ISA 200 Overall Objective of the Independent Auditor, and the Conduct of an Audit in Accordance with International Standards on Auditing defines professional scepticism as ‘an attitude that includes a questioning mind, being alert to conditions which may indicate possible misstatement due to error or fraud, and a critical assessment of audit evidence.’ In recent years there have been a number of calls for the professional accountancy Standard-setting Boards to review the way in which their existing guidance addresses ‘professional scepticism’ with a view to strengthening the concept and requiring all professional accountants to exercise it, rather than solely audit and assurance practitioners.
As a result, the IESBA issued an exposure draft entitled Proposed Revisions to the Code to Promote the Role and Mindset Expected of Professional Accountants (the Exposure Draft). The Exposure Draft proposes revisions to the International Code of Ethics for Professional Accountants (the Code) which promote the role and mindset expected of professional accountants. These proposals include the following:
The purpose of this article is to review and provide a summary of the key proposals contained within the Exposure Draft.
The proposed revisions to the Code explain that compliance with the Code enables accountants to meet their responsibilities to act in the public interest. In its explanatory memorandum, however, the IESBA concedes that compliance with the Code, in itself, does not necessarily mean that professional accountants discharge this responsibility in full. The revisions also highlight the fact that professional accountants are involved in a wide range of roles and acknowledge that organisations involve professional accountants in these activities because they recognise the skills and values that they bring to the activities they undertake.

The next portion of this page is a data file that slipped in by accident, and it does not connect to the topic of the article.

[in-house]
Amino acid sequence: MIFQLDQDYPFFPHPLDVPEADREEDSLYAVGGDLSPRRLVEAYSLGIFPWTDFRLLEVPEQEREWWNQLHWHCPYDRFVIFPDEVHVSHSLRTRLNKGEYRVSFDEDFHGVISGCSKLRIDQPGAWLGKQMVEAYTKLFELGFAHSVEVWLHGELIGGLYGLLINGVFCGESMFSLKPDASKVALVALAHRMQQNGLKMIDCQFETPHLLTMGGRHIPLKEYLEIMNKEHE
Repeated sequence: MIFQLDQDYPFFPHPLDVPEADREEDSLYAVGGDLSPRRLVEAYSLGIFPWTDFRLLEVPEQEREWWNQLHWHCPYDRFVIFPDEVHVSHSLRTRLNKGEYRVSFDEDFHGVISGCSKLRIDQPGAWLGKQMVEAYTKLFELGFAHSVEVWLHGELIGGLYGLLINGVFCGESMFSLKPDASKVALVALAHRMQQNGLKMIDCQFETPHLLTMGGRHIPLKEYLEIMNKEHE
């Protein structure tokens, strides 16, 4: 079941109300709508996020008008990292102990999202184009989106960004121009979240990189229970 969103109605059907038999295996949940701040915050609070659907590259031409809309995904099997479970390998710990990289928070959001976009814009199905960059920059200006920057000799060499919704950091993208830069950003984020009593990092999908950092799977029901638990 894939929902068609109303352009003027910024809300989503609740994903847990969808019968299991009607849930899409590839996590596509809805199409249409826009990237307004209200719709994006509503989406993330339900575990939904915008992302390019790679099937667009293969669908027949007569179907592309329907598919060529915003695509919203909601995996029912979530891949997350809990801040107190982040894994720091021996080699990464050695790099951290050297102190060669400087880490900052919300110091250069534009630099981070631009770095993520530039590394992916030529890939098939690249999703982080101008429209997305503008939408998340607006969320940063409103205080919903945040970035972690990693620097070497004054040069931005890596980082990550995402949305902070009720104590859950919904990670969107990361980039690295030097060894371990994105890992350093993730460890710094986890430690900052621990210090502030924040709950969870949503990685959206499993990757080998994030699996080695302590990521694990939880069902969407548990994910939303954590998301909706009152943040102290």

The proposed revisions include enhancements to the descriptions of the fundamental principles of objectivity and professional behaviour. The Exposure Draft proposes to revise the definition of "objectivity" in order to express the principle in positive rather than negative terms. The proposed new definition moves away from defining objectivity negatively, in terms of not compromising professional or business judgements to a more positive emphasis on the actual exercise of professional or business judgements, without these being compromised by factors such as bias, conflicts of interest or any form of undue influence by, or undue reliance on other parties.